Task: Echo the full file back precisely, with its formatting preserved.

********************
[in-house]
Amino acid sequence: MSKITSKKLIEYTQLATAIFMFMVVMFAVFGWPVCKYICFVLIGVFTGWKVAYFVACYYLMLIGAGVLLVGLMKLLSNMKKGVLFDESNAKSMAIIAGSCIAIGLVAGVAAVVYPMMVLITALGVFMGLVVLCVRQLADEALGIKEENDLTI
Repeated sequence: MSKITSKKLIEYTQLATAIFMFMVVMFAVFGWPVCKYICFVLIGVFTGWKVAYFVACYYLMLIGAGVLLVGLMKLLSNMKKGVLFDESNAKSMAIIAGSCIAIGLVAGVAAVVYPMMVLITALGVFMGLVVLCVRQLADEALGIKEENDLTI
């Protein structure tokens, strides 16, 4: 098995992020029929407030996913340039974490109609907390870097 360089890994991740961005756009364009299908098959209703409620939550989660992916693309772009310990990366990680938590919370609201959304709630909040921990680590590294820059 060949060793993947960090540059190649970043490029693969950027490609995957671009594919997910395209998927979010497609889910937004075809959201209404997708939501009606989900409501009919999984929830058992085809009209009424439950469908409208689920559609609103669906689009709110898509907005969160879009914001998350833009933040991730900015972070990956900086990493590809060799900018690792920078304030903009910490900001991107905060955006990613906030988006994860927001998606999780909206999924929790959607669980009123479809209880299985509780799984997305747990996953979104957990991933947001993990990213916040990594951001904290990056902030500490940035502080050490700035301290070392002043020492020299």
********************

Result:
[in-house]
Amino acid sequence: MSKITSKKLIEYTQLATAIFMFMVVMFAVFGWPVCKYICFVLIGVFTGWKVAYFVACYYLMLIGAGVLLVGLMKLLSNMKKGVLFDESNAKSMAIIAGSCIAIGLVAGVAAVVYPMMVLITALGVFMGLVVLCVRQLADEALGIKEENDLTI
Repeated sequence: MSKITSKKLIEYTQLATAIFMFMVVMFAVFGWPVCKYICFVLIGVFTGWKVAYFVACYYLMLIGAGVLLVGLMKLLSNMKKGVLFDESNAKSMAIIAGSCIAIGLVAGVAAVVYPMMVLITALGVFMGLVVLCVRQLADEALGIKEENDLTI
């Protein structure tokens, strides 16, 4: 098995992020029929407030996913340039974490109609907390870097 360089890994991740961005756009364009299908098959209703409620939550989660992916693309772009310990990366990680938590919370609201959304709630909040921990680590590294820059 060949060793993947960090540059190649970043490029693969950027490609995957671009594919997910395209998927979010497609889910937004075809959201209404997708939501009606989900409501009919999984929830058992085809009209009424439950469908409208689920559609609103669906689009709110898509907005969160879009914001998350833009933040991730900015972070990956900086990493590809060799900018690792920078304030903009910490900001991107905060955006990613906030988006994860927001998606999780909206999924929790959607669980009123479809209880299985509780799984997305747990996953979104957990991933947001993990990213916040990594951001904290990056902030500490940035502080050490700035301290070392002043020492020299």